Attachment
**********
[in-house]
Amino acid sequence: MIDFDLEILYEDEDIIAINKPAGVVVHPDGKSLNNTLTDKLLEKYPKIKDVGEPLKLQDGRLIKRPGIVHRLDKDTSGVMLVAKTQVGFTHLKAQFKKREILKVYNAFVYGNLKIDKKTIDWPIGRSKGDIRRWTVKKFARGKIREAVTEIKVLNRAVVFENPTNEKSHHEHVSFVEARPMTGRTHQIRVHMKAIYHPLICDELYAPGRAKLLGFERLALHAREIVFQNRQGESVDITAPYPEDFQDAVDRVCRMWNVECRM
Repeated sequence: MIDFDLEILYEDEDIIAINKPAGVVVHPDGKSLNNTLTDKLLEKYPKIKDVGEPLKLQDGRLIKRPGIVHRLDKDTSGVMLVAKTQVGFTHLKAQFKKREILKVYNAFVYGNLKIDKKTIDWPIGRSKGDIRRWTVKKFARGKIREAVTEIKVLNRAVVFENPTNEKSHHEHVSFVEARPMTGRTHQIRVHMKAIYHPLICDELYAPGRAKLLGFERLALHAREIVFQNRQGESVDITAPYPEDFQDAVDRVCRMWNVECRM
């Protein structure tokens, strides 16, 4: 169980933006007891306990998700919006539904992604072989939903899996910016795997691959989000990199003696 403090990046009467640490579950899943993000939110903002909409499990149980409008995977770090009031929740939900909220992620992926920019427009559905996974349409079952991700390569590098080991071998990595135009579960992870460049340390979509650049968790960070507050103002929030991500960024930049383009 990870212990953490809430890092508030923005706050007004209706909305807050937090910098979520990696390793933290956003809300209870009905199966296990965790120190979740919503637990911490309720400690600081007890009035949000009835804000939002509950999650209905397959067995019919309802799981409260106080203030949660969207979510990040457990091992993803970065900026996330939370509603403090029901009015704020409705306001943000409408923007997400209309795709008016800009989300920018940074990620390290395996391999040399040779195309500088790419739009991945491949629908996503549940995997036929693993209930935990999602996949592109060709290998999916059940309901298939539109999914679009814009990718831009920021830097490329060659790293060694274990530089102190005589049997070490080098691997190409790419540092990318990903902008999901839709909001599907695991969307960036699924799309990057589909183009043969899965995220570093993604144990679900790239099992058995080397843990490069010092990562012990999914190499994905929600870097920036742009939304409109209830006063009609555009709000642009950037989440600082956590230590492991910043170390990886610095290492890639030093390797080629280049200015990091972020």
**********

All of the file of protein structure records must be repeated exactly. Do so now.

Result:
[in-house]
Amino acid sequence: MIDFDLEILYEDEDIIAINKPAGVVVHPDGKSLNNTLTDKLLEKYPKIKDVGEPLKLQDGRLIKRPGIVHRLDKDTSGVMLVAKTQVGFTHLKAQFKKREILKVYNAFVYGNLKIDKKTIDWPIGRSKGDIRRWTVKKFARGKIREAVTEIKVLNRAVVFENPTNEKSHHEHVSFVEARPMTGRTHQIRVHMKAIYHPLICDELYAPGRAKLLGFERLALHAREIVFQNRQGESVDITAPYPEDFQDAVDRVCRMWNVECRM
Repeated sequence: MIDFDLEILYEDEDIIAINKPAGVVVHPDGKSLNNTLTDKLLEKYPKIKDVGEPLKLQDGRLIKRPGIVHRLDKDTSGVMLVAKTQVGFTHLKAQFKKREILKVYNAFVYGNLKIDKKTIDWPIGRSKGDIRRWTVKKFARGKIREAVTEIKVLNRAVVFENPTNEKSHHEHVSFVEARPMTGRTHQIRVHMKAIYHPLICDELYAPGRAKLLGFERLALHAREIVFQNRQGESVDITAPYPEDFQDAVDRVCRMWNVECRM
């Protein structure tokens, strides 16, 4: 169980933006007891306990998700919006539904992604072989939903899996910016795997691959989000990199003696 403090990046009467640490579950899943993000939110903002909409499990149980409008995977770090009031929740939900909220992620992926920019427009559905996974349409079952991700390569590098080991071998990595135009579960992870460049340390979509650049968790960070507050103002929030991500960024930049383009 990870212990953490809430890092508030923005706050007004209706909305807050937090910098979520990696390793933290956003809300209870009905199966296990965790120190979740919503637990911490309720400690600081007890009035949000009835804000939002509950999650209905397959067995019919309802799981409260106080203030949660969207979510990040457990091992993803970065900026996330939370509603403090029901009015704020409705306001943000409408923007997400209309795709008016800009989300920018940074990620390290395996391999040399040779195309500088790419739009991945491949629908996503549940995997036929693993209930935990999602996949592109060709290998999916059940309901298939539109999914679009814009990718831009920021830097490329060659790293060694274990530089102190005589049997070490080098691997190409790419540092990318990903902008999901839709909001599907695991969307960036699924799309990057589909183009043969899965995220570093993604144990679900790239099992058995080397843990490069010092990562012990999914190499994905929600870097920036742009939304409109209830006063009609555009709000642009950037989440600082956590230590492991910043170390990886610095290492890639030093390797080629280049200015990091972020």